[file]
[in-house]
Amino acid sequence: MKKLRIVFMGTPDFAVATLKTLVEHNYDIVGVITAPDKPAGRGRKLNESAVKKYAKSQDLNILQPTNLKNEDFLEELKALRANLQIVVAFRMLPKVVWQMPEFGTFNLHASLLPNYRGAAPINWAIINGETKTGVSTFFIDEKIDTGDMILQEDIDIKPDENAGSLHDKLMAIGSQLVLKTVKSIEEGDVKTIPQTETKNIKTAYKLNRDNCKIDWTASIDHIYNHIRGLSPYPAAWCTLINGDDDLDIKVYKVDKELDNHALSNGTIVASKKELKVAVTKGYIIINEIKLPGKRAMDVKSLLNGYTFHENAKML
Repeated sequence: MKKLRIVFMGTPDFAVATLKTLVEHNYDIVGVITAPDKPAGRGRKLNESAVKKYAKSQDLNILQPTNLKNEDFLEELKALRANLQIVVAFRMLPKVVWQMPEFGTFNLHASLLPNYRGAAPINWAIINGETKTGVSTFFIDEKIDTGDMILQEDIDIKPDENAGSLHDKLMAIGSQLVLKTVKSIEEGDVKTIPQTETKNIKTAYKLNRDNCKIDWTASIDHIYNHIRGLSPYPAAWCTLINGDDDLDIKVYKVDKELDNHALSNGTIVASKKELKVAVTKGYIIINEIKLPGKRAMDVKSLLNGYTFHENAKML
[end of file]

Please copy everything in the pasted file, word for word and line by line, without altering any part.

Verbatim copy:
[in-house]
Amino acid sequence: MKKLRIVFMGTPDFAVATLKTLVEHNYDIVGVITAPDKPAGRGRKLNESAVKKYAKSQDLNILQPTNLKNEDFLEELKALRANLQIVVAFRMLPKVVWQMPEFGTFNLHASLLPNYRGAAPINWAIINGETKTGVSTFFIDEKIDTGDMILQEDIDIKPDENAGSLHDKLMAIGSQLVLKTVKSIEEGDVKTIPQTETKNIKTAYKLNRDNCKIDWTASIDHIYNHIRGLSPYPAAWCTLINGDDDLDIKVYKVDKELDNHALSNGTIVASKKELKVAVTKGYIIINEIKLPGKRAMDVKSLLNGYTFHENAKML
Repeated sequence: MKKLRIVFMGTPDFAVATLKTLVEHNYDIVGVITAPDKPAGRGRKLNESAVKKYAKSQDLNILQPTNLKNEDFLEELKALRANLQIVVAFRMLPKVVWQMPEFGTFNLHASLLPNYRGAAPINWAIINGETKTGVSTFFIDEKIDTGDMILQEDIDIKPDENAGSLHDKLMAIGSQLVLKTVKSIEEGDVKTIPQTETKNIKTAYKLNRDNCKIDWTASIDHIYNHIRGLSPYPAAWCTLINGDDDLDIKVYKVDKELDNHALSNGTIVASKKELKVAVTKGYIIINEIKLPGKRAMDVKSLLNGYTFHENAKML